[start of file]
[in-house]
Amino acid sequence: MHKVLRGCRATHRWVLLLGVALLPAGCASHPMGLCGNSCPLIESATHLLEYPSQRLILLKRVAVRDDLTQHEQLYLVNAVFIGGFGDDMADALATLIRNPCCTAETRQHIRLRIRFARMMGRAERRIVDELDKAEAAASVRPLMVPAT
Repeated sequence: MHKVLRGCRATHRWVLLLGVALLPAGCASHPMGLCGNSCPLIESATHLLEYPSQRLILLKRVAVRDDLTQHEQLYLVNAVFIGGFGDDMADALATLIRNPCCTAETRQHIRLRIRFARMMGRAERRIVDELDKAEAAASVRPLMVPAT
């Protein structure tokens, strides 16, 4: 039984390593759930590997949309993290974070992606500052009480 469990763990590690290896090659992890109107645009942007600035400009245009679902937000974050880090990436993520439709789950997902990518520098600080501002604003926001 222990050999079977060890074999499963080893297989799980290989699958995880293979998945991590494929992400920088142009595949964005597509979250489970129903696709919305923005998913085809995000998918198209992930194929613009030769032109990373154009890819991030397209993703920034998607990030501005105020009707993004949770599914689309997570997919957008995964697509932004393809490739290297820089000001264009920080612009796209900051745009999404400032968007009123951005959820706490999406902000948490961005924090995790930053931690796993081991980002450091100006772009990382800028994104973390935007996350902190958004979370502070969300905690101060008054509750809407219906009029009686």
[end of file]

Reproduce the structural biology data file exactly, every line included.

[in-house]
Amino acid sequence: MHKVLRGCRATHRWVLLLGVALLPAGCASHPMGLCGNSCPLIESATHLLEYPSQRLILLKRVAVRDDLTQHEQLYLVNAVFIGGFGDDMADALATLIRNPCCTAETRQHIRLRIRFARMMGRAERRIVDELDKAEAAASVRPLMVPAT
Repeated sequence: MHKVLRGCRATHRWVLLLGVALLPAGCASHPMGLCGNSCPLIESATHLLEYPSQRLILLKRVAVRDDLTQHEQLYLVNAVFIGGFGDDMADALATLIRNPCCTAETRQHIRLRIRFARMMGRAERRIVDELDKAEAAASVRPLMVPAT
């Protein structure tokens, strides 16, 4: 039984390593759930590997949309993290974070992606500052009480 469990763990590690290896090659992890109107645009942007600035400009245009679902937000974050880090990436993520439709789950997902990518520098600080501002604003926001 222990050999079977060890074999499963080893297989799980290989699958995880293979998945991590494929992400920088142009595949964005597509979250489970129903696709919305923005998913085809995000998918198209992930194929613009030769032109990373154009890819991030397209993703920034998607990030501005105020009707993004949770599914689309997570997919957008995964697509932004393809490739290297820089000001264009920080612009796209900051745009999404400032968007009123951005959820706490999406902000948490961005924090995790930053931690796993081991980002450091100006772009990382800028994104973390935007996350902190958004979370502070969300905690101060008054509750809407219906009029009686």